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Why Do We Sleep? Five Possible Answers

Why Do We Sleep? Five Possible Answers

No matter your age, gender, size or shape, everyone on the planet sleeps. Likewise, the consequences of failing to get enough sleep are well-known and well-understood; who hasn’t felt sluggish and lethargic after getting a poor night’s sleep? Since sleep is an integral part of life, it may come as a surprise that scientists are still not completely sure why we need it. Various theories have been proposed over the last several decades, with a new possible answer emerging in October 2013 – it could be that sleep helps to purge the brain of waste.

The Most Common Theories

The most frequent explanations of why humans need sleep often involve repairing the body or maintaining the brain’s ability to function normally. Some of the more widespread theories (and their rationale) are listed below:


Repair and Restoration Theory – The human body can suffer a fair amount of wear and tear throughout the day. The repair and restoration theory holds that sleep allows the body to perform routine maintenance on itself. There is some published research supporting this viewpoint; studies have found that animals who are completely prevented from sleeping suffer from rapidly deteriorating immune systems. Since these animals can no longer defend themselves against harmful bacteria and viruses, they typically die within a few weeks. While humans are asleep, our bodies repair much of the damage to our muscles and tissues, construct new proteins, divide cells and release certain hormones.


Evolutionary Theory – Also known as the adaptive theory of sleep, this theory contends that all species developed sleeping patterns in order to properly utilize energy while they were awake. According to this explanation, humans that generally slept during the overnight hours were less likely to fall victim to predators or suffer from harmful accidents. As a result, humans steadily developed a pattern of sleeping at night and staying awake during the day.


Energy Conservation Theory – While our bodies are sleeping, they use less a good deal less energy. For example, both our body temperatures and calorie consumption decrease while we’re getting some shut-eye. In modern developed nations, where finding food to eat is relatively easy for most people, conserving the body’s energy reserves is rarely crucial for survival. During early human history, however, crucial resources were much scarcer. Given this fact, the energy conservation theory argues that humans who reduced their energy consumption via sleep were more likely to pass on their genes than those that didn’t.


Information Consolidation Theory – Throughout the day, the brain is constantly handling incoming information. An example of such data would include this article you’re currently reading. Sleeping during the nighttime hours, in the view of the information consolidation theory, allows the brain to create long-term memories from all of this fresh info. As an added benefit, a sufficient amount of sleep readies the body for the upcoming day.


A Method for Removing Clutter?

In October 2013, a new idea emerged for why humans need regular sleep, courtesy of a team of scientists from the University of Rochester Medical Center (URMC). This report found that the brain removes unneeded cells while the body sleeps. The UR researchers drew this conclusion after injecting the brains of mice with a type of protein known as beta-amyloid. Beta-amyloid proteins are believed to increase the size of plaque clusters within the brain, which in turn can cause Alzheimer’s and other forms of dementia. Mice were chosen as test subjects because their brains closely resemble those of humans.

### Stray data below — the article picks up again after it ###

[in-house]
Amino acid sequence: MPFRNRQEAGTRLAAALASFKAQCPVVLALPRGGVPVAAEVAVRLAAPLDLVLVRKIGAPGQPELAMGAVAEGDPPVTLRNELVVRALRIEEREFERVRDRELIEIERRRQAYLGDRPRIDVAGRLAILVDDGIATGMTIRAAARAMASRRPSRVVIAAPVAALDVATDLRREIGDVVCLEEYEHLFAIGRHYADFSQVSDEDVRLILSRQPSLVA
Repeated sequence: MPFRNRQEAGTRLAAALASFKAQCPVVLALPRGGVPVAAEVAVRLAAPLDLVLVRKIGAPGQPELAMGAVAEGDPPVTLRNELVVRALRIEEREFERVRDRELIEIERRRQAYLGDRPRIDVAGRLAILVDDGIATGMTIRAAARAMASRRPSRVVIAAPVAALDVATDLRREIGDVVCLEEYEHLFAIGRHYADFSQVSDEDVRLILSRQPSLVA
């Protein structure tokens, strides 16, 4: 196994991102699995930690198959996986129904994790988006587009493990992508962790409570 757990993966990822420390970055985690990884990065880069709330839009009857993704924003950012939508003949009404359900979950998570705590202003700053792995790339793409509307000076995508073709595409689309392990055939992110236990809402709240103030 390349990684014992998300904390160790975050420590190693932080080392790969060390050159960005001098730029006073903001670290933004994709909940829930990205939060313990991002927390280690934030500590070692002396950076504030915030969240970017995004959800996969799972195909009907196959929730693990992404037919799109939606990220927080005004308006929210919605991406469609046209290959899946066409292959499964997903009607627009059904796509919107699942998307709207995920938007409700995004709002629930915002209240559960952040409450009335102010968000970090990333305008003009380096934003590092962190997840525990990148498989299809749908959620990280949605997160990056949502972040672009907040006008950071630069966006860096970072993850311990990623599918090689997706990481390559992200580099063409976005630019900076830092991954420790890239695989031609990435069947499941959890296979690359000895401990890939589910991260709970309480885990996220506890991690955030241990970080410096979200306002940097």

During the study, the URMC scientists observed that the mice got rid of the beta-amyloid at a much quicker rate while they slept. Specifically, the mice’s brains removed these injected proteins ten times faster when sleeping than while awake. The report credited this accelerated cleanup rate to the mice’s glymphatic system, which is tasked with removing extraneous materials between the brain’s glial cells (glial cells provide nutrition and protection to neurons, a more well-known type of cell within the brain).

The glymphatic system accomplishes this task by flushing cerebrospinal fluid between glial cells, pushing waste out of the brain and into the circulatory system. Eventually, this waste is expelled from the body entirely. Interestingly enough, these same researchers had earlier found that humans have their own glymphatic system, announcing this finding in August 2012 press release.

Aside from being more active, the URMC study found that the mice’s gylmphatic system was also much more efficient during sleep, clearing out significantly more beta-amyloids. When the mice were unconscious, their brain cells shrank considerably in size, providing the cerebrospinal fluid with a far greater amount of operating space. Researchers noted that the gaps between these cells increased by up to 60 percent while the mice slept.

The study’s lead researcher, Dr. Maiken Nedergaard, noted that dogs and baboons possess comparable cleansing systems, and that it is reasonable to speculate that the human brain uses similar methods to rid itself of toxins. Though the UR study suggests that such a conclusion is certainly possible, Nedergaard hopes to further test her hypothesis with human volunteers at a later date.

Regardless of what your personal sleeping habits might be, the body’s need for sleep will force you to hit the hay at some point or another. Since the exact reasons as to why humans need sleep have yet to be identified, it is safe to say that medical researchers will continue to study this issue in the future.

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